The evolution of mechanical properties of steel AISI 316 during direct drive friction welding depends essentially on the heat flow. The generation of this flow depends on two parameters, rotation speed and friction pressure. In the first instance, the optimisation of welding conditions is made to obtain a microstructure closest to that of the base metal. This optimisation is made for a single parameter; the temperature must remain below the phase transformation line, 926 °C for AISI 316 /1, 2/. Results show that the microstructure of the welded joint is built in the last three steps of the process. During the first step of friction phase, the application of friction pressure causes cold deformation creating a mechanical deformation zone (MDZ_1). At the second step of friction phase, MDZ_1 leaves place for softening zone, because of heat diffusion, with a remaining friction pressure. The thermomechanically affected zone (TMAZ) is the final step of the friction phase. The forging pressure applied in the third step defines the microstructure of the welded joint; the TMAZ is replaced by the second mechanical deformation zone (MDZ_2). Additionally, forging pressure application creates inside the new MDZ_2 a hard eccentric core around the weld centre, precisely along the rotation axis. The microhardness of MDZ_2 is higher than TMAZ and less than MDZ_1. Post welding analyses were investigated by microhardness measurements, SEM, and tensile tests. They illustrate the important role of heat flux on the joint microstructure through the welding process.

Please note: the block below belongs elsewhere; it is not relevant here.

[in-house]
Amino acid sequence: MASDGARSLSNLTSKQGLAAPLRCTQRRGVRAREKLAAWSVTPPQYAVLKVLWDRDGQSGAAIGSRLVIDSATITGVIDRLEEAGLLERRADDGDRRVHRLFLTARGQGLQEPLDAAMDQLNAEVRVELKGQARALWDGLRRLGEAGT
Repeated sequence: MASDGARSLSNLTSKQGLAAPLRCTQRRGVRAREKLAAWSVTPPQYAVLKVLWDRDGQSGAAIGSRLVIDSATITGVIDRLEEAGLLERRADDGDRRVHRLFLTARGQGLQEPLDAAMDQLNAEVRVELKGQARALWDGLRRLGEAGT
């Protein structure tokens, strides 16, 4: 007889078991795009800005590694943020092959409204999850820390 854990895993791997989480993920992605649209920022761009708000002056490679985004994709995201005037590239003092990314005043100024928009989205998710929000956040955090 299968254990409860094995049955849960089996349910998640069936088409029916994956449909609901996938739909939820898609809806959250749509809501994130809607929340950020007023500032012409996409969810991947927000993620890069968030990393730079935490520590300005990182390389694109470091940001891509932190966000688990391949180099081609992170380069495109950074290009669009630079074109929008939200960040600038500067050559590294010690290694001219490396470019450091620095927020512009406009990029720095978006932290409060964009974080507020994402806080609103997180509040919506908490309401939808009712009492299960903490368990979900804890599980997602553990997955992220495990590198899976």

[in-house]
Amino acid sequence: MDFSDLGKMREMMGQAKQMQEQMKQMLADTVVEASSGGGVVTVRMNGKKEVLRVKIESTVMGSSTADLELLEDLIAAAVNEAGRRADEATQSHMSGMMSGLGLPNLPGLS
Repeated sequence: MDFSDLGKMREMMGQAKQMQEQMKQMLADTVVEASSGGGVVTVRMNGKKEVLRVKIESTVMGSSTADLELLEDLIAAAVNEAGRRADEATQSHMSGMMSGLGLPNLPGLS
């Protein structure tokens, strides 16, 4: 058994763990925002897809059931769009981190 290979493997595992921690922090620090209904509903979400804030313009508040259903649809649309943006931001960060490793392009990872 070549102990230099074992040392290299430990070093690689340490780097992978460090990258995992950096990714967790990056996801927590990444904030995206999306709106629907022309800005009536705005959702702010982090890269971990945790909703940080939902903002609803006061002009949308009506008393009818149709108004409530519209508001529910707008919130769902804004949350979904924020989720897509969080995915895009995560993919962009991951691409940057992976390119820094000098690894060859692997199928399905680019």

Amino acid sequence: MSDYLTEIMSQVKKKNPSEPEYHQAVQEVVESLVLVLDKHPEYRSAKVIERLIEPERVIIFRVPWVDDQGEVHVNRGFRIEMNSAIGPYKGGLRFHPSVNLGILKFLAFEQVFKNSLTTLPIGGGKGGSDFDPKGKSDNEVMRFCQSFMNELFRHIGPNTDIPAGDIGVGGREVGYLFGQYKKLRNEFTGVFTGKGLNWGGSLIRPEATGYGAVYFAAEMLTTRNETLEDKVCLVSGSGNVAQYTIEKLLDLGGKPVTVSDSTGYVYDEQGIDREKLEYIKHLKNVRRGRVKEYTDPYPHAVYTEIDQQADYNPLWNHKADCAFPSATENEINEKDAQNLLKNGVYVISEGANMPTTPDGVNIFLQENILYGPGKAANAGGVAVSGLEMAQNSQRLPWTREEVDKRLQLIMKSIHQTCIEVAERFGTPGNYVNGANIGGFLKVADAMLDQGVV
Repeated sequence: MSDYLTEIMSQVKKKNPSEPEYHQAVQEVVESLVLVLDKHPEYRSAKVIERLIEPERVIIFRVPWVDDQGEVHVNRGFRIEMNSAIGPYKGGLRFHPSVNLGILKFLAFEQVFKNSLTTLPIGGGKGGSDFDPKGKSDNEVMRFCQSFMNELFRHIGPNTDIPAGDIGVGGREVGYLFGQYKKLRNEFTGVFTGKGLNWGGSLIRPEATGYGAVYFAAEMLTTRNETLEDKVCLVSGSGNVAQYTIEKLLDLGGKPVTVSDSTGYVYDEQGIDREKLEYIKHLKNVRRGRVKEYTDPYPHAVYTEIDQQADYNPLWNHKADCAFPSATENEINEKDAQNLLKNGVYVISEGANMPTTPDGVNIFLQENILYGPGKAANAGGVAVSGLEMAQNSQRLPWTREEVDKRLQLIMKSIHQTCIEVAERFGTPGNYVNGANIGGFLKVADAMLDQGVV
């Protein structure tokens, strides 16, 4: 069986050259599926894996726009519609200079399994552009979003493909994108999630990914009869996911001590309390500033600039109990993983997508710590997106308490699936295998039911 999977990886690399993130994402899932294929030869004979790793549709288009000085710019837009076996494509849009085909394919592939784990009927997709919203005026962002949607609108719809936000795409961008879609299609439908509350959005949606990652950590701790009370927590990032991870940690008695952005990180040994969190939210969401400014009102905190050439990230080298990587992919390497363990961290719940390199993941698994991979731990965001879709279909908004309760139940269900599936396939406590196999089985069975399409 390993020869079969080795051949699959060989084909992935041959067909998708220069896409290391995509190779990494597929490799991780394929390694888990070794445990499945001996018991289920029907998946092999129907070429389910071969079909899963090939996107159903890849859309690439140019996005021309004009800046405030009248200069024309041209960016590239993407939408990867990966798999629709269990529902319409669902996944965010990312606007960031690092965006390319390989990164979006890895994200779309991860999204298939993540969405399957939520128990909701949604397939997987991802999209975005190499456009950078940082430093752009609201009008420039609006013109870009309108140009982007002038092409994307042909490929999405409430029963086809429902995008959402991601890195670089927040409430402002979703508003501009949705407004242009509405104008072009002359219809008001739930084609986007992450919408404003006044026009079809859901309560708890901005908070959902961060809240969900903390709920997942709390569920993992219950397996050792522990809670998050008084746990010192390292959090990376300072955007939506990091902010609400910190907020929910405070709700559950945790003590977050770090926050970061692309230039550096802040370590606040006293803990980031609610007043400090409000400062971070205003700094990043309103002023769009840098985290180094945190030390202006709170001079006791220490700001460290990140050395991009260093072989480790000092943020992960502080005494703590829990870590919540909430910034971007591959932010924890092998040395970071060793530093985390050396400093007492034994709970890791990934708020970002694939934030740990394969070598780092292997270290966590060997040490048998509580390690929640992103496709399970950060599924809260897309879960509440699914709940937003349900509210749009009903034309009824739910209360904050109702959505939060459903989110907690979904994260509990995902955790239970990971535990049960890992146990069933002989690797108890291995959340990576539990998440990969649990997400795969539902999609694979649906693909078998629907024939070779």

Keywords: austenitic stainless steel, heat flow, microstructure, welding stages